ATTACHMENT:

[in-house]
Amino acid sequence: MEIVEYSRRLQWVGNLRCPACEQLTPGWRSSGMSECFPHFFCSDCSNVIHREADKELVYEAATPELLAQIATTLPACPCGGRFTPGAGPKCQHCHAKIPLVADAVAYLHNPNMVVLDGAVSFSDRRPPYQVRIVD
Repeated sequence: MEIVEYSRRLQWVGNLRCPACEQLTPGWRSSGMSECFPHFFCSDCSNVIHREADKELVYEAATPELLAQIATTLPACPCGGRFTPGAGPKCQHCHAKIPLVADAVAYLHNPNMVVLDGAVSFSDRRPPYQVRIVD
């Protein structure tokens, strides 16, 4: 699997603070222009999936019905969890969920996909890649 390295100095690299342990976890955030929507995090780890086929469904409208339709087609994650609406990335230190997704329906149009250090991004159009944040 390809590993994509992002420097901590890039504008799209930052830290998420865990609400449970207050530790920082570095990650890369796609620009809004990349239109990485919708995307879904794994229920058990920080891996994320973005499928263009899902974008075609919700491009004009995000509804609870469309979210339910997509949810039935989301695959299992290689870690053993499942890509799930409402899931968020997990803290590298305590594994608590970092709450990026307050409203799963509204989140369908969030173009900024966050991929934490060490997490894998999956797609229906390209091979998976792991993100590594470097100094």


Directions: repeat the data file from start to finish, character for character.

[in-house]
Amino acid sequence: MEIVEYSRRLQWVGNLRCPACEQLTPGWRSSGMSECFPHFFCSDCSNVIHREADKELVYEAATPELLAQIATTLPACPCGGRFTPGAGPKCQHCHAKIPLVADAVAYLHNPNMVVLDGAVSFSDRRPPYQVRIVD
Repeated sequence: MEIVEYSRRLQWVGNLRCPACEQLTPGWRSSGMSECFPHFFCSDCSNVIHREADKELVYEAATPELLAQIATTLPACPCGGRFTPGAGPKCQHCHAKIPLVADAVAYLHNPNMVVLDGAVSFSDRRPPYQVRIVD
């Protein structure tokens, strides 16, 4: 699997603070222009999936019905969890969920996909890649 390295100095690299342990976890955030929507995090780890086929469904409208339709087609994650609406990335230190997704329906149009250090991004159009944040 390809590993994509992002420097901590890039504008799209930052830290998420865990609400449970207050530790920082570095990650890369796609620009809004990349239109990485919708995307879904794994229920058990920080891996994320973005499928263009899902974008075609919700491009004009995000509804609870469309979210339910997509949810039935989301695959299992290689870690053993499942890509799930409402899931968020997990803290590298305590594994608590970092709450990026307050409203799963509204989140369908969030173009900024966050991929934490060490997490894998999956797609229906390209091979998976792991993100590594470097100094």